Edikang Ikong (Edikaikong) is an Efik vegetable soup and it is one of the most popular Nigerian soups because it is very nutritional, tasty and quite easy to make. A lot of people can make the soup but so many don’t cook it correctly.

Trust us, the Nosak Famili recipe is the last stop you’ll need to make for that perfect Edikaikong made just like an Efik woman/man.

A few tips to note:

  • Don’t use onions or tomatoes.
  • Use just the right amount of palm oil. Avoid excessive use.
  • Avoid using too much water as this makes the soup watery, which you don’t want.
  • Don’t add the different types of leaves you’ll use at the same time.


  1. 3 cups of Pumpkin leaves (Ugwu)
  2. 5 cups of Water leaves
  3. Pepper (Yellow pepper most preferably)
  4. 2 cups of Periwinkles
  5. 300g of Meat (either beef, cow leg, assorted meat, goat meat and so on)
  6. 150g of Ponmo (Cow Skin)
  7. 4 tablespoons of Crayfish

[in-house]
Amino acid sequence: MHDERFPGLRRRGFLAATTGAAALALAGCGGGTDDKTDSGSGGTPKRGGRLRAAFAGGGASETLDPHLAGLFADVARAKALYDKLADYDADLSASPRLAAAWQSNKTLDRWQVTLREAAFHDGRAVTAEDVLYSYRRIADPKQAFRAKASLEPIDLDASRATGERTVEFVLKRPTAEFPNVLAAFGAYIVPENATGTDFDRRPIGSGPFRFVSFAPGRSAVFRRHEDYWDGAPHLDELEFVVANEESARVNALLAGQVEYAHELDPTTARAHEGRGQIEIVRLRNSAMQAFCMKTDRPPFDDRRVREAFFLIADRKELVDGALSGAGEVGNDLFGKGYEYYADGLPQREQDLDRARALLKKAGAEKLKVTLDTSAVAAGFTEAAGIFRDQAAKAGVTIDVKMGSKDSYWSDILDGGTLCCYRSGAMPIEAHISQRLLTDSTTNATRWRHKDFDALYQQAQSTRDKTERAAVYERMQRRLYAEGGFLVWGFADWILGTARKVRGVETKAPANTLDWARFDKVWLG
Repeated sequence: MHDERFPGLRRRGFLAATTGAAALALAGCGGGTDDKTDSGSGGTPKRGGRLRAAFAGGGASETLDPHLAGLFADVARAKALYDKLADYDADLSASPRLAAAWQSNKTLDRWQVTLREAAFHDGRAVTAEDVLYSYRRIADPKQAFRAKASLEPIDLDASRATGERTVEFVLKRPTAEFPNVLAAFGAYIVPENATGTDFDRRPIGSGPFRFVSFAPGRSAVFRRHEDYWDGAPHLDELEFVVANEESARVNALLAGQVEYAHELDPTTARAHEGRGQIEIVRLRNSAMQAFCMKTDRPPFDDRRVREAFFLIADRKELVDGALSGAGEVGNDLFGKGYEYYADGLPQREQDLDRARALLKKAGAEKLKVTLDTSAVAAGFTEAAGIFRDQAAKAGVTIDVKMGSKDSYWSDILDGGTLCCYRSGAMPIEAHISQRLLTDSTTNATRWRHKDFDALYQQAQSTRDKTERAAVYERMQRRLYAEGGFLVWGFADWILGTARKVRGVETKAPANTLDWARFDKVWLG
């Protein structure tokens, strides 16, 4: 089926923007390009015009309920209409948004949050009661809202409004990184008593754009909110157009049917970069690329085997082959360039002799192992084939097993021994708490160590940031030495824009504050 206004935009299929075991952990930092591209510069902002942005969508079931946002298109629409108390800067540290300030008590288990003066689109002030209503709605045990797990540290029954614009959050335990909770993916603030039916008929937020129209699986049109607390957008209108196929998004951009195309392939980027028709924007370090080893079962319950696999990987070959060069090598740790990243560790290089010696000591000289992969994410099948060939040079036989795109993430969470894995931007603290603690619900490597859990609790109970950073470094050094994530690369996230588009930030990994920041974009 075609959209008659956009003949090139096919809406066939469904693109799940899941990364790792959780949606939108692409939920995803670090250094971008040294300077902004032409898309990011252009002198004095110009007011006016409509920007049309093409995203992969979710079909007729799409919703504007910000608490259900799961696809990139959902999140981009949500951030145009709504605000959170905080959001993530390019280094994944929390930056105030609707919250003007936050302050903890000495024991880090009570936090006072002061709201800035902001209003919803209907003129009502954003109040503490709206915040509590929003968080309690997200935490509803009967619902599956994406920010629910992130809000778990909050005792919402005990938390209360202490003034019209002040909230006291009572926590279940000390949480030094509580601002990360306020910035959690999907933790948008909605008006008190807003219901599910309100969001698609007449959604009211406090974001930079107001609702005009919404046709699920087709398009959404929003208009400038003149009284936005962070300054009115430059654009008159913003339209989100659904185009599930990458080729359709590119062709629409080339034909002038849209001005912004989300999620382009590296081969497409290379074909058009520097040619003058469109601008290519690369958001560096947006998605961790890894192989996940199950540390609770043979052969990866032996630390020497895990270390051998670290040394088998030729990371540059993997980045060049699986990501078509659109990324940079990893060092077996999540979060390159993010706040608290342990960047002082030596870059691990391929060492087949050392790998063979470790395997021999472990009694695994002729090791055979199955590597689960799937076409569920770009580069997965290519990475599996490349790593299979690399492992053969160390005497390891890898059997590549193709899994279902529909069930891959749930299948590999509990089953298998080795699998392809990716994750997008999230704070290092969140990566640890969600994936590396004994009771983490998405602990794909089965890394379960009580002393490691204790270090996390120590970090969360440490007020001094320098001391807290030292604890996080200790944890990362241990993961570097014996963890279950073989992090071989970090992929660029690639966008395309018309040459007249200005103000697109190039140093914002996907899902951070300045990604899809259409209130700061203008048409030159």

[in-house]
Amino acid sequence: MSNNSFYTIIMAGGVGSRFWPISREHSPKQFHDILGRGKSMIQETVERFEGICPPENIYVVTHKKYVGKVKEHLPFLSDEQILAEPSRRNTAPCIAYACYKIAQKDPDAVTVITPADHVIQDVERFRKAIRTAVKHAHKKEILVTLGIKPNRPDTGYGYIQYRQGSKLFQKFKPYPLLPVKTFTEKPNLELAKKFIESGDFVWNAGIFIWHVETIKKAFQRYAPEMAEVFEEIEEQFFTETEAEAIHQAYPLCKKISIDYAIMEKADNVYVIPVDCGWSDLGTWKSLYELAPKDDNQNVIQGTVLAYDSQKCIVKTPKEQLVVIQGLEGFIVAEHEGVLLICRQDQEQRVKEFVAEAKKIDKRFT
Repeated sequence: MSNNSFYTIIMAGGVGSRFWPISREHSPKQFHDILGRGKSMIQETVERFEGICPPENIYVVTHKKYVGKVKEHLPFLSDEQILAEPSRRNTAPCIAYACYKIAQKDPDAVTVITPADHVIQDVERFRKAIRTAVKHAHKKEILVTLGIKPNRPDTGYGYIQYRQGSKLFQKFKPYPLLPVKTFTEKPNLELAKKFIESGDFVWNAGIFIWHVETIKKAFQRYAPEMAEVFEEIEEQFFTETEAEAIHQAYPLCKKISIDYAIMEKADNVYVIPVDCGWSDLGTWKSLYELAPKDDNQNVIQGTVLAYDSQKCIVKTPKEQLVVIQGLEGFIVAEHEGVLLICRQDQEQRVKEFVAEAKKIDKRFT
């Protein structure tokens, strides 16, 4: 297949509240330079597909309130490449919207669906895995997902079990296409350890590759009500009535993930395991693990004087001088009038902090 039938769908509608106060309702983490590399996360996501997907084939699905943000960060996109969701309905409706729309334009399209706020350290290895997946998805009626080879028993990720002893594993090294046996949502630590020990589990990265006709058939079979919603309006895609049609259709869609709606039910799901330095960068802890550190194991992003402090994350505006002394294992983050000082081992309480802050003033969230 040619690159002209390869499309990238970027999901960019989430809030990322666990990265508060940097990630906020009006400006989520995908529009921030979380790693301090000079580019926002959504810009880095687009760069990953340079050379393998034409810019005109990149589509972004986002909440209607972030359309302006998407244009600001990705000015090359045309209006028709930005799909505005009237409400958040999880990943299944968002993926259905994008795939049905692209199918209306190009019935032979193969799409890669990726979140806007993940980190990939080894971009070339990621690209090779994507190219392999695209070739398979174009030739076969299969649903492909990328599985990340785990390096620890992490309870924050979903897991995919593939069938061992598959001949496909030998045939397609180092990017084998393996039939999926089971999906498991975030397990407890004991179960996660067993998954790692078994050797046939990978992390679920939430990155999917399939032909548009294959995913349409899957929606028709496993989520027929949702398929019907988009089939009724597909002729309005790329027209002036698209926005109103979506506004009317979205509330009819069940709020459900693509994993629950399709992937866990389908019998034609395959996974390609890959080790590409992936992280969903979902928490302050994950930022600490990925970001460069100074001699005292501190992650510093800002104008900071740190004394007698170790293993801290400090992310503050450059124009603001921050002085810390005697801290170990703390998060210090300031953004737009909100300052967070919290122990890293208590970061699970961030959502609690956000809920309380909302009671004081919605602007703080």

8. 100g of Stock fish
  9. Big size of Smoked Fish
  10. 4 Seasoning cubes
  11. Salt to taste
  12. 2 cooking spoons of Nosak Famili Palm Oil

How to prepare it:

  1. Cut and wash the leaves and put them in separate sieves.
  2. Wash the meat, ponmo and stock fish, season and boil together (you can dice your ponmo before boiling, if you like).
  3. While the meat is boiling, rinse the pepper and blend.
  4. Just before the meat, ponmo and stock fish softens, put in the smoked fish so that it can infuse into the stock and vice versa.
  5. After the meat is well cooked, add two spoons of Nosak Famili palm oil (reduce the stock before adding palm oil, if the water is too much). Allow it to heat a bit then pour the blended pepper and allow it to sit for about 2 minutes.
  6. Pour the washed Waterleaves and periwinkles into the pot, cover and allow to steam for about 4-5 minutes.
  7. Rinse the crayfish thoroughly and add but it is often better if blended; then allow to bowl for about 2-3 minutes.
  8. Add the Ugwu leaves, stir and allow to simmer for about 4-5 minutes
  9. Taste to know if you need to put more seasoning, then leave to cook for another extra 2 minutes with low heat.

Very simple and straightforward, right? Your Edikaikong is ready and whoever tastes it will know you’re a pro.

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